They ran and ran together in the field and along a Lake Michigan beach until we were tired — THEY never tired, we did. It was a magical day that was repeated a few other times. We haven’t seen our friends in some time, but we think of the special kinship between the two goldens often, and I framed a copy of that little Nikon’s moment in the sun and hung it on my office wall.

You can see the resemblance; I have to look closely to remind myself that Willow is the one in the lead, being chased by Zola. They are beautiful animals sharing sheer joy.

And so my heart sank yesterday when Zola’s human posted photos on Facebook with the simple caption “Zola — Aug. 31, 2009 to Feb. 12, 2021.”

Willow is more likely to trot across a field nowadays, her mad dashes behind her now, and I suspect Zola aged with the same grace and dignity. They fill our hearts to overflowing and then break them, never to be forgotten, always remembered with love.

And every day we see friends and acquaintances on social media mourning the loss of their furry companions, but this particular one strikes especially close to home, as a literal death in the family.

I am grateful for every morning that Willow strolls in to remind me it’s time for her breakfast, and for every night that she steps up onto the footstool and then onto the bed to take her place at my feet, because I know a finite number of those mornings and nights remain.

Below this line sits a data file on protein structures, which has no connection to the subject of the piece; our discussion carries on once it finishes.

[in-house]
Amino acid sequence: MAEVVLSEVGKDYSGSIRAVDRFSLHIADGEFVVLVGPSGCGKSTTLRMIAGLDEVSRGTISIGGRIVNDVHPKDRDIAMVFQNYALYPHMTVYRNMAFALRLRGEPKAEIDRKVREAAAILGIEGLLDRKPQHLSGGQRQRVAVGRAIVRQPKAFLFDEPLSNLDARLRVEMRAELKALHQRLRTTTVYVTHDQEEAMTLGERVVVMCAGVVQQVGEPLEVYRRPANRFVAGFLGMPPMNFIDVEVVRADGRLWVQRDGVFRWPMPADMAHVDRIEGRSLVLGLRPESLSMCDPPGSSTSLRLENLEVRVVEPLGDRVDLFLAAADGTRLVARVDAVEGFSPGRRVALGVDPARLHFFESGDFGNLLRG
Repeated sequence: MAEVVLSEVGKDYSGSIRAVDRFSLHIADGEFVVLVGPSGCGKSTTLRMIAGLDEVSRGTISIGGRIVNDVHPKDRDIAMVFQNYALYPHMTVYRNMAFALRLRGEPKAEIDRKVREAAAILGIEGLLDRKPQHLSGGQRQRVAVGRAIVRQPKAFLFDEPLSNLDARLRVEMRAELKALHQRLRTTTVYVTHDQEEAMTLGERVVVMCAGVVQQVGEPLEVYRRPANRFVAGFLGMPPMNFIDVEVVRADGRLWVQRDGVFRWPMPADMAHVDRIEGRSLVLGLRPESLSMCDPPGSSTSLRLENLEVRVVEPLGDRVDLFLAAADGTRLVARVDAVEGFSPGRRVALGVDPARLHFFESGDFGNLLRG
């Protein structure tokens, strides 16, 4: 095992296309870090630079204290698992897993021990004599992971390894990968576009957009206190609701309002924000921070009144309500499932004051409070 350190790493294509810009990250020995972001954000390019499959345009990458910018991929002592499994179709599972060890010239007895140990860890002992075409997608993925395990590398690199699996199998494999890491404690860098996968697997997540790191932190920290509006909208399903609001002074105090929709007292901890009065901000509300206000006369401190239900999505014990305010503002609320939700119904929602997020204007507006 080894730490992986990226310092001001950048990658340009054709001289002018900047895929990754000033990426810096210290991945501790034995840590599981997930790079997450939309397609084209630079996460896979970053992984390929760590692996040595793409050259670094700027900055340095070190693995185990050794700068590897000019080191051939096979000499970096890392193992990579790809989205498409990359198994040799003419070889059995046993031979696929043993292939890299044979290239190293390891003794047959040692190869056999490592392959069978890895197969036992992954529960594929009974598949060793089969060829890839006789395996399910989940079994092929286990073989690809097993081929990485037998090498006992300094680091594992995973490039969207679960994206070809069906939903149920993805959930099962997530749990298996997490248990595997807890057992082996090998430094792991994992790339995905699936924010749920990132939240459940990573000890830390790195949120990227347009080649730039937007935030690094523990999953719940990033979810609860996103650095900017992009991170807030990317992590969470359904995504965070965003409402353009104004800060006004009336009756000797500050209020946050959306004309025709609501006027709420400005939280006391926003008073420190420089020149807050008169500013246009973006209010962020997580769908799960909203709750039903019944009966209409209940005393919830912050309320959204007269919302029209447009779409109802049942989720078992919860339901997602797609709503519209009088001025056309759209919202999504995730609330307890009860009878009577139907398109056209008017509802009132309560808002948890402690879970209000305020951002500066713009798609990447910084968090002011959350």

Today, though, I remember a dog who loved the water and running and her human dad and mom with a depth that belied her youth. When the pain of losing her eases, the joy of Zola’s memory will endure.

Cluttered mind journals in cluttered room

(Stares at the blank page, then at the bitter cold view out the window — sunny, but treacherous — then up at the clock and at the Julia Cameron book left next to the other armchair instead of back up on the shelf where it belongs.)

What is the problem with having “a place for everything and everything in its place”? Why do I just leave everything where I left it, lost and disheveled in a place not its own? How will I ever find it there? Rolling my eyes at myself asking, “Now where did I put that?” or stumbling over it in the dark or forgetting it even exists until one day, sorting through a pile, I see it and think, “OMG, I was supposed to do something with this,” or “OMG, now I remember what I meant to do before Christmas,” or “THAT was it.”

Continue reading “Cluttered mind journals in cluttered room”

The value of being real